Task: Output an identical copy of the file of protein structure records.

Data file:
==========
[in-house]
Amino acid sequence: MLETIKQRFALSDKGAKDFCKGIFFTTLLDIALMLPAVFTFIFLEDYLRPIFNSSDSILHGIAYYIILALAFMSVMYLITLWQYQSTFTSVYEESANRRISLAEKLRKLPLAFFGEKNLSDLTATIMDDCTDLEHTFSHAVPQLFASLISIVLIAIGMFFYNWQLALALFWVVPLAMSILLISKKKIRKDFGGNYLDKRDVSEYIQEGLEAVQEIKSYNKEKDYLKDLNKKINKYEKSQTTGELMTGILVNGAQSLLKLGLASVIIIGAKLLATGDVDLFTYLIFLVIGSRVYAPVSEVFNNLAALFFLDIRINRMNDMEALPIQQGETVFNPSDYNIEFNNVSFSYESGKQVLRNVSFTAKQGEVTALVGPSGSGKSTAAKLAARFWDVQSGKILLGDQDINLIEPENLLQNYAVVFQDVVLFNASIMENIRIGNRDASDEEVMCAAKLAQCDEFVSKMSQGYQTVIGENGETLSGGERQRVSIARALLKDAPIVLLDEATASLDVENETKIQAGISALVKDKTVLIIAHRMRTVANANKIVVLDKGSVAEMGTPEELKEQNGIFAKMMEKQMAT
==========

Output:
[in-house]
Amino acid sequence: MLETIKQRFALSDKGAKDFCKGIFFTTLLDIALMLPAVFTFIFLEDYLRPIFNSSDSILHGIAYYIILALAFMSVMYLITLWQYQSTFTSVYEESANRRISLAEKLRKLPLAFFGEKNLSDLTATIMDDCTDLEHTFSHAVPQLFASLISIVLIAIGMFFYNWQLALALFWVVPLAMSILLISKKKIRKDFGGNYLDKRDVSEYIQEGLEAVQEIKSYNKEKDYLKDLNKKINKYEKSQTTGELMTGILVNGAQSLLKLGLASVIIIGAKLLATGDVDLFTYLIFLVIGSRVYAPVSEVFNNLAALFFLDIRINRMNDMEALPIQQGETVFNPSDYNIEFNNVSFSYESGKQVLRNVSFTAKQGEVTALVGPSGSGKSTAAKLAARFWDVQSGKILLGDQDINLIEPENLLQNYAVVFQDVVLFNASIMENIRIGNRDASDEEVMCAAKLAQCDEFVSKMSQGYQTVIGENGETLSGGERQRVSIARALLKDAPIVLLDEATASLDVENETKIQAGISALVKDKTVLIIAHRMRTVANANKIVVLDKGSVAEMGTPEELKEQNGIFAKMMEKQMAT